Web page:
The fight for human rights in America is still alive and well. After the death of Baltimore resident Freddie Gray on Sunday, protesters began swarming City Hall, demanding justice and a thorough investigation into the incident. According to police reports, Gray, who had been arrested on April 12 and sustained mysterious injuries during transport from the scene, had suffered from a nearly-severed spinal cord and three separate broken bones, which left him in the trauma care unit of a local hospital for a week. On Monday, at least one of those planned Freddie Gray protests in Washington, D.C., had caught the attention of national media and was making serious waves.
According to the group Justice League NYC, the 250-mile March2Justice (which began in New York City on April 13, and made a stop at the Baltimore Police Department Precinct on Saturday) is scheduled to conclude with a large rally at the West Lawn of the Capitol building in Washington on Tuesday. On the group's official Facebook page, listed speakers included actors Danny Glover and Jussie Smollett, hip hop artist Mysonne, and First Command Sergeant Major Michele S. Jones.
"[We're marching] to demand action on legislations to end racial profiling, demilitarize our police forces and shift juvenile justice from institutionalization to alternatives and prevention," wrote the group on its Crowdrise page, which aims to fund supplies for the marchers.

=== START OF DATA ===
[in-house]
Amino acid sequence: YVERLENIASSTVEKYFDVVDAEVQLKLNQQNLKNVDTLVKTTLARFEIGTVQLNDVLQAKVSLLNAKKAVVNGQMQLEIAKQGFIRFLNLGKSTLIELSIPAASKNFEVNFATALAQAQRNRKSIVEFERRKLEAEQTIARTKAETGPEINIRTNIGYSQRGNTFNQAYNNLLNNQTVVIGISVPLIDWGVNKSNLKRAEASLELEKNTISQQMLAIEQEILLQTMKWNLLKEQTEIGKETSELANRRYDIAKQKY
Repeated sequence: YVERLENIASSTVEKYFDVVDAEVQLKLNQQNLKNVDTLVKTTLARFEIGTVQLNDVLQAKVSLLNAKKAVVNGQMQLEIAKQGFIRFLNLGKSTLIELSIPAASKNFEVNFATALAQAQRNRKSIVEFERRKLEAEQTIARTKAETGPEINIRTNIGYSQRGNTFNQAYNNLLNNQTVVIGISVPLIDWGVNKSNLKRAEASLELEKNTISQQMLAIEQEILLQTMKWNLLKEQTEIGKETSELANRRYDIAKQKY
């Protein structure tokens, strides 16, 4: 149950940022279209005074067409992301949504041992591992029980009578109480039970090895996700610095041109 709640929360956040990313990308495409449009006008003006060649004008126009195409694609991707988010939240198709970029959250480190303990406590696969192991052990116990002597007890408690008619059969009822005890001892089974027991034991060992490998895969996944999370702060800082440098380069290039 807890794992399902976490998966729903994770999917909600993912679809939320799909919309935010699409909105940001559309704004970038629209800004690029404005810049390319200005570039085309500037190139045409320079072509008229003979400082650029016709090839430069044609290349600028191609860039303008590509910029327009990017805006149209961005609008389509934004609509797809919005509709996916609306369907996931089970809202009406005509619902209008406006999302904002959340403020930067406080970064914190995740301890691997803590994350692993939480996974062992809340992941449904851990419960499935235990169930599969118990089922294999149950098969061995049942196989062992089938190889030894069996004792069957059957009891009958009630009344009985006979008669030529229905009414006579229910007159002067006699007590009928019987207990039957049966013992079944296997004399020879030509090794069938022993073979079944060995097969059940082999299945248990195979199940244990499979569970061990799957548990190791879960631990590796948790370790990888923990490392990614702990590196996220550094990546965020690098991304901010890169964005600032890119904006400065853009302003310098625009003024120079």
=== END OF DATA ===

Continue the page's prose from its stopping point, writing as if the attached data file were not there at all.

"This is not an isolated incident in Baltimore," Justice League NYC leaders said in a statement on Sunday, citing the group's dedication to bringing justice to the families of Tyrone West and Emmanuel Okutuga as well, both black men who were killed by Maryland police officers during the process of arrest.
On Sunday, Baltimore Mayor Stephanie Rawlings-Blake ensured community members that the city would continue investigations into Gray's death until it was satisfied that justice had been served.
"Right now we are still collecting details surrounding this incident, but I want our residents to know that we will get answers," said Rawlings-Blake in a statement. "I want to let people know that we will find out exactly what happened, and we will hold the right people accountable." Luckily for both Gray's family and the protesters, the Baltimore mayor is no stranger to departmental accountability. According to The Wall Street Journal, in October 2014, Rawlings-Blake personally requested a review into the city's use-of-force policies and practices by U.S. Department of Justice officials.
So far, protesters have used the heightened visibility to speak out against police brutality issues and the supposed culture of secrecy that they believe impedes the rights of minorities everywhere.
"I have a son that lives in that neighborhood, my family that lives in that neighborhood and quite frankly, we are very concerned," Cortly Witherspoon, president of the Baltimore chapter of the Southern Christian Leadership Conference, told NBC reporters on Monday. "We're not fearful, we're not tired but we are determined to fight the good fight."
If you're looking to get involved, and you live in the Washington, D.C. area, you can join Justice League NYC at their planned rally on the West Lawn of the U.S. Capitol building on Tuesday evening at 5 p.m.
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